My husband and I are freelancers: I’m a 52-year-old writer, editor, and proofreader; Mark is a 62-year-old illustrator and writer. We had a financially stable life — a paid-for house, gym memberships, enough income to pay our bills — in Portland, Oregon. But the Rose City is being loved to death. Tens of thousands of people a year are being drawn there by the nice climate, the foodie culture, the great music, the Portlandia vibe. The city we knew is vanishing. Escalating crime, gridlock, road rage and constant construction left us feeling embattled in our own house.
Happily, working at home for remote clients means we can live anywhere that has a decent internet connection. So, two years ago, we followed a long-standing dream and bought a lovely house with five acres (and a pond!) on Orcas Island, Washington. This meant a small mortgage, and because our income is unpredictable, we immediately put enough of our Portland house proceeds into a savings account to cover our first three years of payments.
Our “typical” monthly “budget” is always difficult to define. Working at home for dozens of clients means no two days — or jobs — are alike. Work floods in all at once, or not at all for months. So both income and expenditures are wildly unpredictable. Last year we grossed only $41,000 — that’s not a typo. This year, we had surpassed that by the end of June, and are now on target for around $80,000.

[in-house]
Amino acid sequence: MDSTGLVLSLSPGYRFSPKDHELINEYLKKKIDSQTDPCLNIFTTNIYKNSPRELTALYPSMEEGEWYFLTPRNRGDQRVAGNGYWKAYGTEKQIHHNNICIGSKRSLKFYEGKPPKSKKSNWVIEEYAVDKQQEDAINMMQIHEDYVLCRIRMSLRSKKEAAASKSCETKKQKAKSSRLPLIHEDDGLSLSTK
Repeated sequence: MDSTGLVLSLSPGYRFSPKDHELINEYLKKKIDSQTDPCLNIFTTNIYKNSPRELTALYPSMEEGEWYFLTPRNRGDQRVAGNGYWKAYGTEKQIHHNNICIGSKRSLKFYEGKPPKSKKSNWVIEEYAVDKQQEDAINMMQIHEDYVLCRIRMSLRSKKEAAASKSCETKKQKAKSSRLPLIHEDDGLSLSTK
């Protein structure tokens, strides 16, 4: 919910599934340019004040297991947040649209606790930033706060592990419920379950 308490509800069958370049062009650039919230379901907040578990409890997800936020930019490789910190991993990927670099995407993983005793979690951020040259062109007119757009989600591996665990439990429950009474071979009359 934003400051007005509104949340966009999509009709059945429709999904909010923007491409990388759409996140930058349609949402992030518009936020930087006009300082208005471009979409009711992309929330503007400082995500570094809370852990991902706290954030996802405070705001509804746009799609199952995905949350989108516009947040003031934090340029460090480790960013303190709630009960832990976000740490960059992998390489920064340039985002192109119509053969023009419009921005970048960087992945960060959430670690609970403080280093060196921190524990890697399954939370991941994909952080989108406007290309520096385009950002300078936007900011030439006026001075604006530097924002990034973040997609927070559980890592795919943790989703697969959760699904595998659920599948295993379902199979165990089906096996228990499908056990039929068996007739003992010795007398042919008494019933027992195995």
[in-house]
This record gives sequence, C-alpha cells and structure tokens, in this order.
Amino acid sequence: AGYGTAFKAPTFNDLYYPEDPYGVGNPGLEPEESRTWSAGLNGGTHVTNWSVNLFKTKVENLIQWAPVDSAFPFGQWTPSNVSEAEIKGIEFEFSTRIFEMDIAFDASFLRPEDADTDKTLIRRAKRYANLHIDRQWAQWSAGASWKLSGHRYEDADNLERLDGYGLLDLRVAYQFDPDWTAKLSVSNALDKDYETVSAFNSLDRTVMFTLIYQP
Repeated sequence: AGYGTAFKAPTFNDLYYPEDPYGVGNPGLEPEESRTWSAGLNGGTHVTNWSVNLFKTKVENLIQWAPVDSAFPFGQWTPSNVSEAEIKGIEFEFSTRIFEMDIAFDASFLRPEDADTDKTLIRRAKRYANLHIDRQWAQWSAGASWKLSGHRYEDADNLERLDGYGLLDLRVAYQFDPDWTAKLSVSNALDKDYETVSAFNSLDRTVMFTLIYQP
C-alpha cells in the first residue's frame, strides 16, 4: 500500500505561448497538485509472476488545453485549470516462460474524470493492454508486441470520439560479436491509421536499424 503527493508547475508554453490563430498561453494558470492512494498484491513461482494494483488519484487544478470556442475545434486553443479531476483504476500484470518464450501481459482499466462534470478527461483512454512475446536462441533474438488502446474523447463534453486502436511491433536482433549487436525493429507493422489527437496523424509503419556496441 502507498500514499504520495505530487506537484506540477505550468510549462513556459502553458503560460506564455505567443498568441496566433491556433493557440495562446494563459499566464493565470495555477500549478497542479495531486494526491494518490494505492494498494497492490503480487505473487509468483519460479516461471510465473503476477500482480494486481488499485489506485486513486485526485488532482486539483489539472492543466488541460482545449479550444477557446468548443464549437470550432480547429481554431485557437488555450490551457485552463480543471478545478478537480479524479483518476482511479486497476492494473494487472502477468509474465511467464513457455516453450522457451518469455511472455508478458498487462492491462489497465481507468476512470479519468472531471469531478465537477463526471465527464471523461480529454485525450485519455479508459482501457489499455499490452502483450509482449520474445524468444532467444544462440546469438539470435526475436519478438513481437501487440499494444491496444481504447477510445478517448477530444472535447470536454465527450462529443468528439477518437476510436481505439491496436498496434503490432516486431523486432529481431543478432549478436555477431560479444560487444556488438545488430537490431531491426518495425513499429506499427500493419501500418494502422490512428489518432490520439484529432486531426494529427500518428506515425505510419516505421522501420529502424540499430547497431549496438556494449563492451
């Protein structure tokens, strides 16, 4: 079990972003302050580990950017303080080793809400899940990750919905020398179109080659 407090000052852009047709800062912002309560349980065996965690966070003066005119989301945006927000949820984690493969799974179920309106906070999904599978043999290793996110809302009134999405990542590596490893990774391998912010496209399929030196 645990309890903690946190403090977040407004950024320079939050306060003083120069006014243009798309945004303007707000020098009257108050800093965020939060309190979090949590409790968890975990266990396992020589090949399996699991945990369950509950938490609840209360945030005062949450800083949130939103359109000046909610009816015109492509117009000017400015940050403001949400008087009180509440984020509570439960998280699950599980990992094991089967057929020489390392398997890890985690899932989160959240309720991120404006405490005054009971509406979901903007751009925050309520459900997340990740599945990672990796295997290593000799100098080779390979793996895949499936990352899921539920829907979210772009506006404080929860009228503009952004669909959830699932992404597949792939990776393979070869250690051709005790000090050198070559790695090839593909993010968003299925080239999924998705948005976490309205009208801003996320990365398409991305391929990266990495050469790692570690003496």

Unless something unexpected happens! ( Insert evil laughter from offstage.)
Speaking of which, this year we’ve had a few medical issues, and are already out of pocket $4,000 not covered by our health insurance. Then Mark’s main computer died, and his backup computer, and then his Cyntiq drawing computer. Then a printer — all within three months. And then we got our tax bill.
Hoping to shield ourselves from some of this chaos, we became an S Corporation in May, incurring lawyer and accountant fees — planned expenses, for once. We’re hoping this will help with our taxes next year. Fingers crossed.
Our “average” monthly spending looks like this:
- Mortgage (principal, interest, escrow for property taxes & home insurance): $1,737
- Business expenses: $1,575
- Income & self-employment taxes: $1,090
- Groceries: $800
- Travel/entertainment/dining out/clothing/gym/books/gifts/charity/haircuts/household necessities/etc.: $700
- Medical: $575
- Utilities (including firewood, our sole winter heat): $430
- Insurance (auto, life, umbrella, medical, emergency airlift): $385
- Garden: $220
- Legal & accounting fees: $200
- Auto (gas, maintenance, ferry fees): $120
With our projected average income of $6,667/month, you can see that these numbers don’t exactly pencil out.
Fortunately, we do have two years of mortgage money left in that savings account. But we’re barely treading water here. And the Pacific Northwest is expensive; island living is costlier still. Gas is $4 a gallon here; asparagus can be $9 a pound. Ferry fees are $56.55 per car.
Choosing adventurous living over the path of least resistance is challenging. Here’s what we spent during a recent week, July 24 to July 30.